It takes several qualities to make a great leader. Honesty. Integrity. Commitment. Passion. Confidence. But, above all, empathy. 

Good leaders have to understand their people. They have to connect. Look at former US President Barack Obama. Many call him the empathizer-in-chief. And with good reason. He listened to people, he understood their problems, and he spoke to them directly.

At no time in recent history has empathy been more important than now. As the world grapples with the uncertainty surrounding the coronavirus pandemic, political leaders need empathy and kindness to both reassure and uplift their worried citizens.

Some people believe empathy is the same as sympathy, but they aren’t the same. Sympathy is a feeling or expression of concern, while empathy goes beyond and is the ability to understand the thoughts or feelings of another. 

And one leader who’s relied on empathy—apart from science, of course—is New Zealand Prime Minister Jacinda Ardern. The 39-year-old leader’s response to the COVID-19 crisis has drawn praise from across the world for the compassion and kindness of her approach. 

Her leadership style is based on quick decision-making and effective crisis management, but she also uses empathy to deal with a crisis. Her messages are not only reassuring but they also strike a chord with the people of New Zealand. 

Ardern was quick to take decisions as soon the coronavirus crisis began: She canceled an event to mark the first anniversary of the Christchurch shooting after the WHO announced the pandemic and New Zealand decided to self-isolate for two weeks.

Post-announcement; she went on to Facebook Live from her home, telling New Zealanders that she wanted to “check in with everyone as we prepare to hunker down for a few weeks”.

The message was simple: She’s one of the people. People could relate when she apologized for wearing a casual sweater at the Facebook Live meeting, saying she’d just put her toddler to bed.

Also, her message to stay safe and stay home was simple: “By and large, we're very keen that you stay home—that you stay within what we call your bubble, the bubble of people that you'll be with for the next four weeks.”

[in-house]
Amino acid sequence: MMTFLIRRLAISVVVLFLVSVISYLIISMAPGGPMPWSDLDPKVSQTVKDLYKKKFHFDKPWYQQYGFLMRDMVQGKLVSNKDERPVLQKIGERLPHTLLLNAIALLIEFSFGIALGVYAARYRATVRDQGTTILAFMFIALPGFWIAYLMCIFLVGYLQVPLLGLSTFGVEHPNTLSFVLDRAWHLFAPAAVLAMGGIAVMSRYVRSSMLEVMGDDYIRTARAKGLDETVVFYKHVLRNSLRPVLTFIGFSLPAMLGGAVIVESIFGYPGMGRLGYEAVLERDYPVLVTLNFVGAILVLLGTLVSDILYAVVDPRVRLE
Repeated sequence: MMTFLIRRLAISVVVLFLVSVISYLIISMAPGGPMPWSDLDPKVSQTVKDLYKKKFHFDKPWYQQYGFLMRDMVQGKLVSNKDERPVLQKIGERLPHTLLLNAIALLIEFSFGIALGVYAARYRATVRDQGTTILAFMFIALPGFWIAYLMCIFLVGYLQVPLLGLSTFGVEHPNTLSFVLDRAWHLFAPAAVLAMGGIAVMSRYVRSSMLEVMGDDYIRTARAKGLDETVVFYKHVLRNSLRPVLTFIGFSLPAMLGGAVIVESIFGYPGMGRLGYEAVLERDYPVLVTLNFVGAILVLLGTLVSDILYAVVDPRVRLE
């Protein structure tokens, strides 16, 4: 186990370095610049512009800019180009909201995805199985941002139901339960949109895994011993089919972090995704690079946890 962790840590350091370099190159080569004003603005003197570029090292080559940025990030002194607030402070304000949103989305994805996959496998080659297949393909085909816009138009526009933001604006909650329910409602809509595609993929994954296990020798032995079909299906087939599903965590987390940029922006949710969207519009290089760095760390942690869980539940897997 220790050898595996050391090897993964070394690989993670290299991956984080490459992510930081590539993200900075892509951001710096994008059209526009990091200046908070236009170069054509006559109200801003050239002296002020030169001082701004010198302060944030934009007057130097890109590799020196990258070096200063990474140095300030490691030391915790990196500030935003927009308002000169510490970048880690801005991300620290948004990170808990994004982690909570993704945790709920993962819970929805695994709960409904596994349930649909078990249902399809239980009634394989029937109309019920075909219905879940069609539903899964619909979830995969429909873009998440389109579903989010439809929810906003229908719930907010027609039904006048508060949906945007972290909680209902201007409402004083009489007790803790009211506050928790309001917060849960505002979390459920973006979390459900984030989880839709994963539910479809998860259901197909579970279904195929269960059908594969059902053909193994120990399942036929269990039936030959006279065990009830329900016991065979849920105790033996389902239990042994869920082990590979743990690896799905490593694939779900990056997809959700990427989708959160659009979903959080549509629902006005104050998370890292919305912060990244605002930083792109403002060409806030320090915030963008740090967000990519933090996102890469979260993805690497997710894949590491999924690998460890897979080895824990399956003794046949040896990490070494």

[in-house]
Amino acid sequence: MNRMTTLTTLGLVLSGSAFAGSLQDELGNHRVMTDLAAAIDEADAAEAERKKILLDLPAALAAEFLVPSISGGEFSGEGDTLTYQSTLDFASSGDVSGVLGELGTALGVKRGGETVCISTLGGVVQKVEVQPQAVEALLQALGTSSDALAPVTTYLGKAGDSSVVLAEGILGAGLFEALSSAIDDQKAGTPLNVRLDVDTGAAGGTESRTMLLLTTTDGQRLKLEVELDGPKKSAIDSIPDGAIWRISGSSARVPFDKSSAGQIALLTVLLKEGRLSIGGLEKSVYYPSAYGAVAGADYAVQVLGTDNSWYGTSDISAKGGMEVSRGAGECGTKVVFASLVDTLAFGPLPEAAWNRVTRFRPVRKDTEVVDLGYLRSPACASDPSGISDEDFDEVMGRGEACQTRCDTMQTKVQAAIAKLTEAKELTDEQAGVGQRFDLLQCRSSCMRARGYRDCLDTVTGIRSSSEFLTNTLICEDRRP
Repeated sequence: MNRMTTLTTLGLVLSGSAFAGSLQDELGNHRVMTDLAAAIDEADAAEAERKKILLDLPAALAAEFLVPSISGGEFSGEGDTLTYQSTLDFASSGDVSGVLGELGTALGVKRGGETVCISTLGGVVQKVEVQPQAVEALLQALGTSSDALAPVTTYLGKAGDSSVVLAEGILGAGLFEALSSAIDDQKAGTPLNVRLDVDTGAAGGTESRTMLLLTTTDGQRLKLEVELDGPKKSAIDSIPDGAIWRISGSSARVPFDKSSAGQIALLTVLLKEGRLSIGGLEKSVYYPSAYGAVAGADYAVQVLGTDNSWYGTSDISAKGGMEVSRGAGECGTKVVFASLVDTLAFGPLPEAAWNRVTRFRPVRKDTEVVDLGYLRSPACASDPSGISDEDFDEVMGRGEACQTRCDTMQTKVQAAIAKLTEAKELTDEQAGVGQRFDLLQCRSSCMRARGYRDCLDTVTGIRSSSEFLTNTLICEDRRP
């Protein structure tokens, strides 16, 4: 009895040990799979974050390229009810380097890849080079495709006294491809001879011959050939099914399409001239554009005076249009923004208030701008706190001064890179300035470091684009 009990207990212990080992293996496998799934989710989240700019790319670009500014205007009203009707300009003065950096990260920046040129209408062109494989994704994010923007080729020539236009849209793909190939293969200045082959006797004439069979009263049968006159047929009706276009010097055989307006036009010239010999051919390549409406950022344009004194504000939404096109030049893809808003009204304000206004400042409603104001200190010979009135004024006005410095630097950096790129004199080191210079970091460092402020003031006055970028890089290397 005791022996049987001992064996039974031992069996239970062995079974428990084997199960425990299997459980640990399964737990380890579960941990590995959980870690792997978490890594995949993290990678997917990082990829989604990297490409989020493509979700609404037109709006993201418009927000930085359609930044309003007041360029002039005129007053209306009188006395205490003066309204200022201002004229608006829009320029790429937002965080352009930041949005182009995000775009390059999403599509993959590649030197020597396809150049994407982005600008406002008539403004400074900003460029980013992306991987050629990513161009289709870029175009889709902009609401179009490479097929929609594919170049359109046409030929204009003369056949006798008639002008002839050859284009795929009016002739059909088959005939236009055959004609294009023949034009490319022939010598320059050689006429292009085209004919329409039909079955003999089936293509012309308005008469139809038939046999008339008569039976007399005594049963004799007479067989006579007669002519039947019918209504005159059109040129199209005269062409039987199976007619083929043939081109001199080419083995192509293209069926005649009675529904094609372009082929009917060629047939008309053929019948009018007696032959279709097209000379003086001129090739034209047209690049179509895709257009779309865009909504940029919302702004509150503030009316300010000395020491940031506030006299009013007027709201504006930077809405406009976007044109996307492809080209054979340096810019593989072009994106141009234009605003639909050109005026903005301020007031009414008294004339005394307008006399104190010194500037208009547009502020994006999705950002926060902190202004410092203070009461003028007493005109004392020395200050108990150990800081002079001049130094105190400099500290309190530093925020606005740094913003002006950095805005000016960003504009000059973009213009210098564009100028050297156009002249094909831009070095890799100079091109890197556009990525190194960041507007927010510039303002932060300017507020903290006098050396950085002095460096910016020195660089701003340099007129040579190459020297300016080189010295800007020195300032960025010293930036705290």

Since then, Ardern has frequently gone on Facebook Live and taken questions to connect with her people, earning her a reputation for being a kind and compassionate leader in touch with the people. 

At a time when people are staring at an uncertain future, Ardern listens and shows she cares. She shows her empathy by acknowledging the challenges of staying home such as the disruption to family and work lives or the inability to attend the funerals of a “loved one” because of the ban on large funerals during the COVID-19 crisis. 

Ardern acknowledged that a 10-person limit on funerals was “causing pain”, but assured them it was a short-term measure.

“The thing I have found, as a human, hardest in all of this has been funerals and tangihanga (traditional Maori funeral rite),” Ardern said. “The one thing I also know is that funerals and tangi are a place where you want to comfort people, that is your natural instinct that’s why we come together.”

Ardern also shows people she cares by using relatable and practical examples when she urges people to stay home. For instance, she urged people to stay local because what if their car broke down in some remote destination? It’s a simple example but it shows she connects with people.

These are stressful times and it’s never been more important to be empathetic. Leaders have to lead with empathy, employers have to show they care for their employees, and parents have to listen to their children. 

Empathy isn’t taken seriously enough, but it is a key skill for success. For this, we need to develop the EAR of Listening, found in Harappa's course on Listening Actively. When expanded, EAR stands for Empathy, Authenticity, and Respect. In other words, to truly understand how we can help those in need, we need to employ all three virtues.

How do you do that? Atticus Finch has the answer in Harper Lee’s To Kill a Mockingbird: “You can never understand someone unless you understand their point of view, climb in that person’s skin, or stand and walk in that person’s shoes.”


You may also want to check out our Managing Teamwork course from Harappa Education and learn to build great relationships at the workplace. Explore our Online Courses and begin your journey towards professional success.


Sugita Katyal is an Associate Director with the Curriculum team at Harappa Education. A former journalist and history major, she loves watching crime shows.

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